How to Use the System Recovery Options in Windows 7

Windows computers are vulnerable to different kinds of threats that can hinder users from enjoying all the features that it has and the worst is when serious problems arise and your machine refuses to boot and even display the Windows splash image. Problems on your machine have variety of causes but Windows has some handy solutions to this which is included in the “System Recovery Options” tool. In this tutorial, you will learn what causes errors on Windows and as well as find out the possible solutions to system problems which are included in “System Recovery Options”. You’ll also find out how to open this tool from the Windows 7 DVD installer or from the hard drive itself. Just read on to find out how these things are done.

What Causes Windows Problems?

Almost all Windows versions which are still used today (Windows XP, Vista, Windows 7 and Windows 8) suffer problems which may have different causes and just like any other stuff, it is always good to prevent these causes rather than treating the effects.

Errors and other operating system problems on Windows are mostly blamed on viruses, malware and other malicious software but there are also other causes that we ourselves create. Below is a list of these causes:

  • Registry Errors- Experts say that 90% of computer problems that users suffer are caused by errors in the registry. Think of the registry as the brain which governs your computer’s every move containing entries that help programs and other software to work peacefully with each other. If errors exists your computer may start to have programs which are not functioning, pop-up notifications telling you that an error exists, poor performance and ultimately the dreaded blue screen of death error.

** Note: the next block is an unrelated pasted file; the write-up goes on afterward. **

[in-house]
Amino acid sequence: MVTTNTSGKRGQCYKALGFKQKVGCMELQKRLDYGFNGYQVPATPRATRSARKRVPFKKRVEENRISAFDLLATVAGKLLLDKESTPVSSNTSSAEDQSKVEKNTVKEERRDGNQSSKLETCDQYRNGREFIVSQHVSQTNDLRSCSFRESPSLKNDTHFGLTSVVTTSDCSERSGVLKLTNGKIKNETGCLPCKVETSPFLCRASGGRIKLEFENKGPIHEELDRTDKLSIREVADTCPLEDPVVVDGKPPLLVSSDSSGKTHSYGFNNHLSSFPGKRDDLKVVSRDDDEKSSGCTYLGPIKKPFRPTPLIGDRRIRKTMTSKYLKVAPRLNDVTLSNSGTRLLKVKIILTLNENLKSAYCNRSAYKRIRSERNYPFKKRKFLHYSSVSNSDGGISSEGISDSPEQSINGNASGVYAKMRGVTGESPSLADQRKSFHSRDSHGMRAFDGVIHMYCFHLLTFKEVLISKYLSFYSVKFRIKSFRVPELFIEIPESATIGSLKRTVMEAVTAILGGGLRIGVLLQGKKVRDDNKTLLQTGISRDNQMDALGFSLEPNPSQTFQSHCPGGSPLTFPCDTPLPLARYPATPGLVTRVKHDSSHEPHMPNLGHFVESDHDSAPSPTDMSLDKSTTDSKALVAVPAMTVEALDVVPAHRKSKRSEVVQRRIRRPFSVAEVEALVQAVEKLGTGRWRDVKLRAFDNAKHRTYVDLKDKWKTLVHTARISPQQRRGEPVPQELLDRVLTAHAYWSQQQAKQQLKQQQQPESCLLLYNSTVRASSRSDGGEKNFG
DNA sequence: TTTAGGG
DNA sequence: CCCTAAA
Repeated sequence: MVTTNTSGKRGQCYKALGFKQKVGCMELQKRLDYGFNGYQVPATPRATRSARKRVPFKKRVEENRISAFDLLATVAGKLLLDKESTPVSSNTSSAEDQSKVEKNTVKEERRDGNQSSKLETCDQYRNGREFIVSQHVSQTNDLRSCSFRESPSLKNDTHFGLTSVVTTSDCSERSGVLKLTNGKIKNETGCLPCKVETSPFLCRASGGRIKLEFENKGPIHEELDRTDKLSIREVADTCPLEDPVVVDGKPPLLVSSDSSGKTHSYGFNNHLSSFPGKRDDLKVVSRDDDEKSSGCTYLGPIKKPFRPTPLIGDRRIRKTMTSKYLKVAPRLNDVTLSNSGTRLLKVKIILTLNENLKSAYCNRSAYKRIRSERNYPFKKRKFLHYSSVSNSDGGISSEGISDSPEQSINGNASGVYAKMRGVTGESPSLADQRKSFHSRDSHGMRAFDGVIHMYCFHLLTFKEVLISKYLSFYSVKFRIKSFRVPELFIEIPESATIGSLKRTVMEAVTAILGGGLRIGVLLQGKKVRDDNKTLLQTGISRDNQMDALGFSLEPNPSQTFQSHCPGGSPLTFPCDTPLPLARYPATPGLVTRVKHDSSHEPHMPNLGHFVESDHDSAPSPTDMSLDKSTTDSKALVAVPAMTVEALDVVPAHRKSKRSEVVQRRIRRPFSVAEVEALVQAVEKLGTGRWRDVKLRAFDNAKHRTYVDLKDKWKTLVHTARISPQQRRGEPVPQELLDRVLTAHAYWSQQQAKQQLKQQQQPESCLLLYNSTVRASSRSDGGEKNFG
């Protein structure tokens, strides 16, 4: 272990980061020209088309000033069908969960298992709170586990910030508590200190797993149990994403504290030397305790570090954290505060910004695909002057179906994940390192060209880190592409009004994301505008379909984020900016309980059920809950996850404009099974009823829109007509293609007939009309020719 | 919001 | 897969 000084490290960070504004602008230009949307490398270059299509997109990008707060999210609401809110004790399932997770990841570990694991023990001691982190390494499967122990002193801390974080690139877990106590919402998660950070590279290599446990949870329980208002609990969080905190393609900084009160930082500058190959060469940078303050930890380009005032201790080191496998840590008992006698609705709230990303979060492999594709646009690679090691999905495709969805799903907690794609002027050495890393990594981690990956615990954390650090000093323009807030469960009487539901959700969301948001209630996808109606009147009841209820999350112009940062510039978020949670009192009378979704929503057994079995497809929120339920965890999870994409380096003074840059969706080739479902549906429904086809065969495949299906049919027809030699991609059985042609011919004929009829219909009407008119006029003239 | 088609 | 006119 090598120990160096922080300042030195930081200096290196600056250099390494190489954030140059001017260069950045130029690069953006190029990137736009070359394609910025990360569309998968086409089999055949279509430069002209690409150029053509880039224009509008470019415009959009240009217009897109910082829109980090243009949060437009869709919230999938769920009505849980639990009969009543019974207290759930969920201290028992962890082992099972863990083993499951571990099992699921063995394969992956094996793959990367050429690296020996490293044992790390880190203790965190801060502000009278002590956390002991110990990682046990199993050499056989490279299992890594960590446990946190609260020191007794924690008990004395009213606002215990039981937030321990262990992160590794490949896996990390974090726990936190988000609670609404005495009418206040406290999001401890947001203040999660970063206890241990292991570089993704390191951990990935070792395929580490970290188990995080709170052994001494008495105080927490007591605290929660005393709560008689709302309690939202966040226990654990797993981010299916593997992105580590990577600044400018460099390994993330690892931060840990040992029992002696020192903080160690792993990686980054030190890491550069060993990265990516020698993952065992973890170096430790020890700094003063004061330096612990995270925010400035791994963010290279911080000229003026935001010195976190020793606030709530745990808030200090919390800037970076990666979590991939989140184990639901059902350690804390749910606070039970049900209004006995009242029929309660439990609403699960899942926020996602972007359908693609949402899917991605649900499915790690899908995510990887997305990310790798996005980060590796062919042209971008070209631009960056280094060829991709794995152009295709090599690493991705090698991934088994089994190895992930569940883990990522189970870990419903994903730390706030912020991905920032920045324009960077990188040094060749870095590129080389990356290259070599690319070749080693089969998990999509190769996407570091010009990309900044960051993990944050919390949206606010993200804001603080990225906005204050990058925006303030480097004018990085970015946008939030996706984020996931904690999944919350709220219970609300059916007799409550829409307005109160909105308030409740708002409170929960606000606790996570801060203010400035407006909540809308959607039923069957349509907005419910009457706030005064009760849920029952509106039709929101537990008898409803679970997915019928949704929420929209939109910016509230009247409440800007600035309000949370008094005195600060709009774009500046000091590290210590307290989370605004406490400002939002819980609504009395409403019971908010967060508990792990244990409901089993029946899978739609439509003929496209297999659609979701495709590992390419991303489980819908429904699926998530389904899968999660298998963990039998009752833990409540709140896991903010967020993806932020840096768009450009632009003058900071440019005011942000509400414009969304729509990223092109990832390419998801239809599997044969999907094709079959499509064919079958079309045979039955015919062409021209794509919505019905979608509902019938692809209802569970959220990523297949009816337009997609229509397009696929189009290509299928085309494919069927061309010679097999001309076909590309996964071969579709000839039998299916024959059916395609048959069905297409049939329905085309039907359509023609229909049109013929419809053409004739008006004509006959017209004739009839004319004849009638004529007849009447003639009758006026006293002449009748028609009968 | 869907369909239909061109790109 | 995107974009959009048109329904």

• Improper Shutdown- All of us know how to properly shut down a computer but when power outages happen or we run out of battery power, the machine just shuts down by itself causing problems when you turn it on again.
  • Fragmented Registry- When registry entries are scattered, your machine’s CPU takes more time and resources to execute basic tasks causing a significant decrease in performance. This is most common if the computer is used for a lot of tasks each day
  • Viruses and Malware- These culprits are well known for causing a lot of serious problems on Windows and the risk of getting problems caused by these devils increases if you don’t protect your machine with a good virus protection software.

There are still plenty of other causes that I can give but I will just leave you with these most common ones and reserve the rest for a future tutorial.

What are System Recovery Options and When Can You Use Them

Windows System Recovery is composed of five tools which are geared to helping you repair and as well as recover from problems that caused your machine’s operating system to become unstable. These five tools are as follows:


1. Startup Repair

You can use this tool when your computer refuses to start correctly. Startup repair scans for missing or damaged system files that prevents Windows from properly starting up. This commonly happens after you did something which altered important system files like installing applications and updating drivers resulting to modified system files which are involved in Windows startup.

2. System Restore

When Startup Repair doesn’t work, you can use System Restore and revert all system files back to a working state using a restore point that Windows automatically saved before problems happened or one that you manually created. Performing a System Restore process does not affect the files that you have on you hard drive so it means that all your important files that you saved before problems started to occur will still be intact even after a system restore process is done. To learn more about the System Restore process, just read our article on How to Use the System Restore Tool (Windows 7 & 8).